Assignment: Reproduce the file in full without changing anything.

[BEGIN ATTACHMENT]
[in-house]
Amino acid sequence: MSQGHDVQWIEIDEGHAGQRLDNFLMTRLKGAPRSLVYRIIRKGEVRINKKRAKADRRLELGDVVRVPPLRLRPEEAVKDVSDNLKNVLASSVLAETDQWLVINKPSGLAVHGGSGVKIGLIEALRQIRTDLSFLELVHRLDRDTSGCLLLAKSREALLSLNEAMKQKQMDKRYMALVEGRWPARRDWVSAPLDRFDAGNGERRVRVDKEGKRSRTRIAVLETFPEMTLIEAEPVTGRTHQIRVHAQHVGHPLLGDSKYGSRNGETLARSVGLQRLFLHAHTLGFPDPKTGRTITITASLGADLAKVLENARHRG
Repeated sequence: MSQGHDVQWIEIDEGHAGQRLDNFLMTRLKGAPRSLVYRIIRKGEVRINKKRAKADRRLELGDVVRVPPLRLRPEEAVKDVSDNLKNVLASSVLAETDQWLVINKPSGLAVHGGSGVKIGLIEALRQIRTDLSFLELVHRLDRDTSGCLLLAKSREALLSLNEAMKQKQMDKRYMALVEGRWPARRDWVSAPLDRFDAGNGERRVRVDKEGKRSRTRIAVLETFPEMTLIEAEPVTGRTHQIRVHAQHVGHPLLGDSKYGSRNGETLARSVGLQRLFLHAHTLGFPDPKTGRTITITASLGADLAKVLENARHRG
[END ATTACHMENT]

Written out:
[in-house]
Amino acid sequence: MSQGHDVQWIEIDEGHAGQRLDNFLMTRLKGAPRSLVYRIIRKGEVRINKKRAKADRRLELGDVVRVPPLRLRPEEAVKDVSDNLKNVLASSVLAETDQWLVINKPSGLAVHGGSGVKIGLIEALRQIRTDLSFLELVHRLDRDTSGCLLLAKSREALLSLNEAMKQKQMDKRYMALVEGRWPARRDWVSAPLDRFDAGNGERRVRVDKEGKRSRTRIAVLETFPEMTLIEAEPVTGRTHQIRVHAQHVGHPLLGDSKYGSRNGETLARSVGLQRLFLHAHTLGFPDPKTGRTITITASLGADLAKVLENARHRG
Repeated sequence: MSQGHDVQWIEIDEGHAGQRLDNFLMTRLKGAPRSLVYRIIRKGEVRINKKRAKADRRLELGDVVRVPPLRLRPEEAVKDVSDNLKNVLASSVLAETDQWLVINKPSGLAVHGGSGVKIGLIEALRQIRTDLSFLELVHRLDRDTSGCLLLAKSREALLSLNEAMKQKQMDKRYMALVEGRWPARRDWVSAPLDRFDAGNGERRVRVDKEGKRSRTRIAVLETFPEMTLIEAEPVTGRTHQIRVHAQHVGHPLLGDSKYGSRNGETLARSVGLQRLFLHAHTLGFPDPKTGRTITITASLGADLAKVLENARHRG